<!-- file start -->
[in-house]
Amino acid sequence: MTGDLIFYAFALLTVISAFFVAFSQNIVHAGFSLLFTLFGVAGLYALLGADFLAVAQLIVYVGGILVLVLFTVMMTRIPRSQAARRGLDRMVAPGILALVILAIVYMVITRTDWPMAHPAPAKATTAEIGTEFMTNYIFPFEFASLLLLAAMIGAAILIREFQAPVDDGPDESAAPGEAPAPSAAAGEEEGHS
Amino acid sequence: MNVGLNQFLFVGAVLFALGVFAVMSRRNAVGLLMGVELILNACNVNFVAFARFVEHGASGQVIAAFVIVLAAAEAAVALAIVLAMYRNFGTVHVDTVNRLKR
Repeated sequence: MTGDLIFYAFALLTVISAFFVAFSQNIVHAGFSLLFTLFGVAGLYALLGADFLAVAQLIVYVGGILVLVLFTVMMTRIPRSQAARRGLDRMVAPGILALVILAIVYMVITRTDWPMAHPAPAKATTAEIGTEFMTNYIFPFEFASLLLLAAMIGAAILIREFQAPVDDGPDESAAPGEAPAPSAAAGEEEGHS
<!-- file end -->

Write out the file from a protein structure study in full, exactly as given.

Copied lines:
[in-house]
Amino acid sequence: MTGDLIFYAFALLTVISAFFVAFSQNIVHAGFSLLFTLFGVAGLYALLGADFLAVAQLIVYVGGILVLVLFTVMMTRIPRSQAARRGLDRMVAPGILALVILAIVYMVITRTDWPMAHPAPAKATTAEIGTEFMTNYIFPFEFASLLLLAAMIGAAILIREFQAPVDDGPDESAAPGEAPAPSAAAGEEEGHS
Amino acid sequence: MNVGLNQFLFVGAVLFALGVFAVMSRRNAVGLLMGVELILNACNVNFVAFARFVEHGASGQVIAAFVIVLAAAEAAVALAIVLAMYRNFGTVHVDTVNRLKR
Repeated sequence: MTGDLIFYAFALLTVISAFFVAFSQNIVHAGFSLLFTLFGVAGLYALLGADFLAVAQLIVYVGGILVLVLFTVMMTRIPRSQAARRGLDRMVAPGILALVILAIVYMVITRTDWPMAHPAPAKATTAEIGTEFMTNYIFPFEFASLLLLAAMIGAAILIREFQAPVDDGPDESAAPGEAPAPSAAAGEEEGHS